Six smart rules for renters

As many of us are forced to play the waiting game when it comes to property, what can you do to make sure you get renting right?

Those of us who choose to rent our homes rather than buy may be set to face a tough couple of years. According to flatmate website, rents may rise across the UK over the next two years by a whopping 10%, as a result of a number of reasons, including rising unemployment and restricted mortgage availability for first-time buyers.

So, whatever your reason for remaining a renter, there's never been a better time to make sure you're playing the game by the right rules.

1. Trust No-One

Letting agents are paid to place you in a property whether or not it's perfect, so beware of trusting them absolutely.

Research the location you're interested in by chatting to local residents and popping into shops. It's also worth visiting at different times of day to get a more rounded impression of the area.

While signing up with agencies online might be easy, visiting them in person will give you a stronger idea of whether they're reliable. Check that the agency you choose belongs to an organisation such as ARLA, whose members must comply with a code of practice.

While the services of any agency must legally be free up until they find you a property, most will slap you with a host of charges once they do. They might demand fees for everything from producing a tenancy agreement to conducting your credit check, so ask for a list of charges in advance to see if your agency is competitive.

Finally, there are lies, damn lies and statistics! Don't assume that multiplying your weekly rent by four will calculate your monthly rent. To work this out, times the weekly rent by 52 and then divide by 12.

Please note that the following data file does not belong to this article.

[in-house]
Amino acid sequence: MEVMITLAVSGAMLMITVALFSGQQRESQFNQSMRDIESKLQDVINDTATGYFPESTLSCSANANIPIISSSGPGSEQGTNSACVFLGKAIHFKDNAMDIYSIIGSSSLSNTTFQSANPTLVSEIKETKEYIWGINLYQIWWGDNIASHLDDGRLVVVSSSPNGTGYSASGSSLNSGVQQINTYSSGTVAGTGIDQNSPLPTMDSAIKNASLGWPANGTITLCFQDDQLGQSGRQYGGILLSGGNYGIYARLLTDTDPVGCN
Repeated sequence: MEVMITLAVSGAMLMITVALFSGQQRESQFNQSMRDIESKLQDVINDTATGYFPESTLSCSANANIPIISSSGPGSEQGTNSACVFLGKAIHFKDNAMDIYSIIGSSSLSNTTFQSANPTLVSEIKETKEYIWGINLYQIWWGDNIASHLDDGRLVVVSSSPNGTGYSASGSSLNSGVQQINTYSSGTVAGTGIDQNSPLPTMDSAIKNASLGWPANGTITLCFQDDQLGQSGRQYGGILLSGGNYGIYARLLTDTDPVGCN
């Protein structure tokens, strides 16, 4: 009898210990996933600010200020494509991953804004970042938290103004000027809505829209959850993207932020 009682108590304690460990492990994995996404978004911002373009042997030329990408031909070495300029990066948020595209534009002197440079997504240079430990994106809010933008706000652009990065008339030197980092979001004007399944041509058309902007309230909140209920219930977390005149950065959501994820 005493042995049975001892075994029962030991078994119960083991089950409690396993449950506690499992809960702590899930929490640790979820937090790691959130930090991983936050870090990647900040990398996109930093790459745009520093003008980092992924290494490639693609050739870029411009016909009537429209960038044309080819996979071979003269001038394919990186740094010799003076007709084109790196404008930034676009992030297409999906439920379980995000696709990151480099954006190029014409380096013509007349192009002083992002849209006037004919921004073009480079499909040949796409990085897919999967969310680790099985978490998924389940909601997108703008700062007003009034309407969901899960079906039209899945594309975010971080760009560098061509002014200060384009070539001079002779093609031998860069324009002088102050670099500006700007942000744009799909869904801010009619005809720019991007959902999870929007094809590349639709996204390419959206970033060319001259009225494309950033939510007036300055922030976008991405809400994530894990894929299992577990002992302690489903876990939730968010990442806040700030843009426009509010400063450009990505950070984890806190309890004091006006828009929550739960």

2. Think Outside The (Shoe) Box

While it's good to have a strong idea of what you're looking for, be prepared to modify it if necessary.

Watch out for this scam if you’re a tenant!

When I was searching for my flat I was shown a dire selection of furnished properties. Most of them were shoe box-sized, with moth-eaten mattresses and stained old sofas. (In one flat, a ‘bathroom' had been fitted in what I can only assume was once an airing cupboard).

In the end I rented somewhere unfurnished, with just a washing machine and fridge supplied. I got a lovely home for less, and bought my own (bargainous) furniture with the money I saved.

Another tip: don't assume the advertised price for a rental property is set in stone. Try offering less and see if you can get a better deal.

3. Check All Is Fine Before You Sign!

Even if you get a positive first impression of a property, try to look deeper before you commit.

Is there loose wallpaper or flaking paint? This could suggest damp. Also, check kitchen cupboards for any sign of mice.

It's a good idea to ensure that all relevant appliances have been checked for safety by CORGI within the last 12 months (which must be done by law). Also, any furnishings supplied with the property must be fire-resistant.

While smoke and carbon monoxide alarms aren't always required by law, it's worth asking your landlord to install them.